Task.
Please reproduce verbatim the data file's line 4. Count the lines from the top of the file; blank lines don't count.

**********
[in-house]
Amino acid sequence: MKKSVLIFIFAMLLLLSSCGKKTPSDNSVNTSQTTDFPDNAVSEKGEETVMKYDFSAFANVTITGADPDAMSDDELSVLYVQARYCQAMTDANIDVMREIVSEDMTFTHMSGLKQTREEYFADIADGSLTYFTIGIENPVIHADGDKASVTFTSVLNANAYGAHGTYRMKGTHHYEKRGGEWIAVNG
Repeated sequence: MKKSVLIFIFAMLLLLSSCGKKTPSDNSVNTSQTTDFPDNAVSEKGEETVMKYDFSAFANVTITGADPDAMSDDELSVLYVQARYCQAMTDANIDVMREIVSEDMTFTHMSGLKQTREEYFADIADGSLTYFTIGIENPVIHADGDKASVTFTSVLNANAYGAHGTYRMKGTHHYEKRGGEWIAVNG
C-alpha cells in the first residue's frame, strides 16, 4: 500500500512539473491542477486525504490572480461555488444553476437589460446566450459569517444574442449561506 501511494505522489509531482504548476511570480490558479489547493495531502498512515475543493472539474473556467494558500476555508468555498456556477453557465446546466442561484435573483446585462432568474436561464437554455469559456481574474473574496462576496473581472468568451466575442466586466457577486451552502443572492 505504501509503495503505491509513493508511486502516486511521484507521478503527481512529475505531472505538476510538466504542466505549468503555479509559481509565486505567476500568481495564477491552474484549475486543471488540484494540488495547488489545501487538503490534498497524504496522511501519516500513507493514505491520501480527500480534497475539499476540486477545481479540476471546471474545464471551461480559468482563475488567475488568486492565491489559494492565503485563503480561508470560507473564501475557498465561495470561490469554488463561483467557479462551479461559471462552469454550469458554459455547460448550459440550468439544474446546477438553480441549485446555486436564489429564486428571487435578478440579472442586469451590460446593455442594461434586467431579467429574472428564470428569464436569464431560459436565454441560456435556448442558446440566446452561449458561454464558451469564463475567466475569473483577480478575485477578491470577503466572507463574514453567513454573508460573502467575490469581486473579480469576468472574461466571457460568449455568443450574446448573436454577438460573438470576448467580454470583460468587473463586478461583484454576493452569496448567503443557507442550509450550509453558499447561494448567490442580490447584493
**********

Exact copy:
C-alpha cells in the first residue's frame, strides 16, 4: 500500500512539473491542477486525504490572480461555488444553476437589460446566450459569517444574442449561506 501511494505522489509531482504548476511570480490558479489547493495531502498512515475543493472539474473556467494558500476555508468555498456556477453557465446546466442561484435573483446585462432568474436561464437554455469559456481574474473574496462576496473581472468568451466575442466586466457577486451552502443572492 505504501509503495503505491509513493508511486502516486511521484507521478503527481512529475505531472505538476510538466504542466505549468503555479509559481509565486505567476500568481495564477491552474484549475486543471488540484494540488495547488489545501487538503490534498497524504496522511501519516500513507493514505491520501480527500480534497475539499476540486477545481479540476471546471474545464471551461480559468482563475488567475488568486492565491489559494492565503485563503480561508470560507473564501475557498465561495470561490469554488463561483467557479462551479461559471462552469454550469458554459455547460448550459440550468439544474446546477438553480441549485446555486436564489429564486428571487435578478440579472442586469451590460446593455442594461434586467431579467429574472428564470428569464436569464431560459436565454441560456435556448442558446440566446452561449458561454464558451469564463475567466475569473483577480478575485477578491470577503466572507463574514453567513454573508460573502467575490469581486473579480469576468472574461466571457460568449455568443450574446448573436454577438460573438470576448467580454470583460468587473463586478461583484454576493452569496448567503443557507442550509450550509453558499447561494448567490442580490447584493